Lunes, 19 de marzo
After flight changes and rerouting through Mexico in the middle of the night, ya llegamos! Antigua Guatemala: the old capital city, five centuries old, a UNESCO World Heritage site, cobblestone streets, colorfully painted walls, ornate wooden doors and windows bars, ancient churches weathered by earthquakes, not-so-distant volcanoes, a bustling plaza, vibrant Mayan textiles and languages…you can imagine that we are already enchanted! It is special to be here as the city prepares for its biggest event of the year- Semana Santa (Holy Week leading up to Easter). Preparations of the massive Andas, or floats, are in full swing, and we got to peek in on a garage that holds the huge solid wood structure to carry Jesus and the crucifix by 50 men! You can see most windows draped in the royal purple while the jacaranda trees serendipitously bloom their lavender flowers just in time. The other benefit is that we WON’T be here next week when it is a madhouse- one of the largest in Latin America.
After strolling the town with our wonderful guide, Mitzy, +and barely recovering from the lack of sleep, we enjoyed a dip in the pool and some delicious pollo in our charming hotel cloaked in greens, tiles and fountains. We are looking forward to a tour of some churches, a coffee farm, and more authentic food tomorrow!
Martes 20 de marzo
¡Qué día tan fabuloso! Rested and refreshed from a crazy yesterday, we embarked on a full day of Aventura chapina (chapín is the nickname for Guatemalan). First we stopped at a supermercado for some snacks- plantain chips, of course! Then we spent some time at a coffee plantation just outside Antigua in Jocotenango where we saw the whole process from berries on plant to a toasty cup of café. A few lucky readers may be receiving some beans when we return! Next was a Mayan music museum where our beloved Mitzy introduced the long history of the Maya in this region, from the languages, dress and housing, to the syncretic religious practices since the arrival of the Spanish.
Perhaps our most precious hour was our lunch with the women´s cooperative of Santiago Zamora, another outskirt of Antigua. This group of seven Mayan Kaqchikel women cooked us an amazing authentic lunch of chiles rellenos, salsa, beans, rice, handmade tortillas, salad, vegetables, avocado, jamaica juice. Some of us bought huipiles—the ornate blouses that represent each native group’s town. The women presented a folkloric dance for us, including the adorable 5-year-old Fátima and the baby Manuel on his mama´s back. At the end, each woman introduced herself and shared her gratitude for us for our participation in their cooperative. It was special to hear how they use the money from this small venture to send their children to school, build their business, give small loans, and even help each other´s families when there is sickness or special need. The students felt honored to be received with such warmth in this intimate experience in a rural concrete home in the Guatemalan highlands!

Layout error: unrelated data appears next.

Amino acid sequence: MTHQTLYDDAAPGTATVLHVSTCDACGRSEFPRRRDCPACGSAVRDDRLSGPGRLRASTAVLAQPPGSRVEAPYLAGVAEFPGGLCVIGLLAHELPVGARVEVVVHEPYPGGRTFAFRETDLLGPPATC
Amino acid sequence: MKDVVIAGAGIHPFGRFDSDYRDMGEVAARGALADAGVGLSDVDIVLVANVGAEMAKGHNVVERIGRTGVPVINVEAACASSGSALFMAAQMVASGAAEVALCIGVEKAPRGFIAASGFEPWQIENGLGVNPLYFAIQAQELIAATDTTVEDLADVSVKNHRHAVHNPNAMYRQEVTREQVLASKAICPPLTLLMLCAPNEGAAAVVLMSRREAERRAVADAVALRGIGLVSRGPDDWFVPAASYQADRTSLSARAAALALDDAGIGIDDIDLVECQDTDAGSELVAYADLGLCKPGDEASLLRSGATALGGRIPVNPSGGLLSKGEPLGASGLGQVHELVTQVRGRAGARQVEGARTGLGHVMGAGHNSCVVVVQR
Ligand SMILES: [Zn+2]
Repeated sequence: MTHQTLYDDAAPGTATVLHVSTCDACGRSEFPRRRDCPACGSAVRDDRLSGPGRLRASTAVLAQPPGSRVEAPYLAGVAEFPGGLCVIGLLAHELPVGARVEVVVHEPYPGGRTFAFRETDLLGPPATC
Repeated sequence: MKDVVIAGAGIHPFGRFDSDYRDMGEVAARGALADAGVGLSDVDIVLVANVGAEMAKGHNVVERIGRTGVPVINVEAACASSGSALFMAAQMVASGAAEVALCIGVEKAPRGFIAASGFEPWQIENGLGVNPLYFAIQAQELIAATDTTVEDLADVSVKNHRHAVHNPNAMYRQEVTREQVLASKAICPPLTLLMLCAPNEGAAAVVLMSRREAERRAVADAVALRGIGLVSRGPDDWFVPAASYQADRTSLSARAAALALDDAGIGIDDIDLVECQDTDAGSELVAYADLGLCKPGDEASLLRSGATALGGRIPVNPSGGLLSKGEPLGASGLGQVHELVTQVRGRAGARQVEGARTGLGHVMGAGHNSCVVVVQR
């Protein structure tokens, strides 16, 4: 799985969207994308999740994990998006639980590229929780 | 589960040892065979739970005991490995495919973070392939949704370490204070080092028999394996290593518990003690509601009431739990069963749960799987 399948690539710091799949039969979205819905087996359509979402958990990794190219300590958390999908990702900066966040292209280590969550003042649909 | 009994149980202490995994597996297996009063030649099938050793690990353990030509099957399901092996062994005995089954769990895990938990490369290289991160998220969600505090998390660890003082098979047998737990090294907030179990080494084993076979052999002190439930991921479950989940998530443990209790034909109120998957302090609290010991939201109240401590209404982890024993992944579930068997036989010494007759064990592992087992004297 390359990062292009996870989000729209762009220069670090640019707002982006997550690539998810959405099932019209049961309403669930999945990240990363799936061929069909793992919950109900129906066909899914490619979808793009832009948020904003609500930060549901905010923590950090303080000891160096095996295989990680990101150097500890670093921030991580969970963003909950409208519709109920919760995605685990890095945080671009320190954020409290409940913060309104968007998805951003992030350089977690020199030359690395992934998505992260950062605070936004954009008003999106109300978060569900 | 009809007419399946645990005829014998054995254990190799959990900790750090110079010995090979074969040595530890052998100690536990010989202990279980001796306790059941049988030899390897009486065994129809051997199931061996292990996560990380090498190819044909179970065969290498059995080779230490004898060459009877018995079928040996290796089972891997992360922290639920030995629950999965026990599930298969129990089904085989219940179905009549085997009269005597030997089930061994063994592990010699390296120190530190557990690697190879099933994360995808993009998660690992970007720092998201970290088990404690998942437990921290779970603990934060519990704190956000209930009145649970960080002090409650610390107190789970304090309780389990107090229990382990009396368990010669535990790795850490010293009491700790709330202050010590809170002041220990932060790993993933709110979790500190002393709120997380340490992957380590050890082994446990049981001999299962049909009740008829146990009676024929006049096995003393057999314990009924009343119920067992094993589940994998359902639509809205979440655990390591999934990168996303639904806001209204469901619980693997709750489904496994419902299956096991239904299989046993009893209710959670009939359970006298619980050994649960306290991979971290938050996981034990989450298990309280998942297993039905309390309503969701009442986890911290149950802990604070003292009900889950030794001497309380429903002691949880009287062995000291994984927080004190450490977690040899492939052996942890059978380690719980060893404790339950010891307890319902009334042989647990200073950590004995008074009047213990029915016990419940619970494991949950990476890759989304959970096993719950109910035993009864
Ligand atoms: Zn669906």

The rain held off for the rest of the afternoon but left us the dramatic sky for some amazing photos during our walking tour of Antigua. First we popped in the center of Ciudad Vieja, the second capital of Guatemala located at the base of the same volcano that destroyed it with a mudslide just 14 years after its founding! Antigua was technically the third capital (the first was Iximche, thanks to an alliance between the conquistador Pedro Alvarado and one of the Mayan tribes Kaqchikel). But in the 1700’s two earthquakes toppled the city, including its massive churches. Today we visited the ruins and reconstructions of the cathedral, and the monastery La Merced- an elaborately adorned yellow and white church with Guatemala’s largest fountain in a gorgeous courtyard. In between historical lessons, we stopped for Antigua’s best ice cream and at some candy stalls, enjoying the sights of a city preparing for its festivities next week.
Have I mentioned how much we are smiling and laughing? This group is clever and hilarious! Mitzy is impressed and Isern and I (Reid) are delighted by the constant questions about Spanish and their cultural observations. Tonight we told stories over a delicious dinner at Restaurante Las Antorchas (ask Steve, our valiant chaperone about his “ajo en el lado” story jajaja!). We sang and danced on our drives today to Latin pop music on the bus (Zander knows all the words to “Súbele a la Radio” by Enrique Iglesias?!).
It´s impossible to share all the jewels we´ve learned about plants, Spanish expressions, and Guatemalan culture. Hopefully you’ll hear a few more from their own mouths! Tomorrow to the Volcán Pacaya and a cooking class! ¡Que vivan los chapines!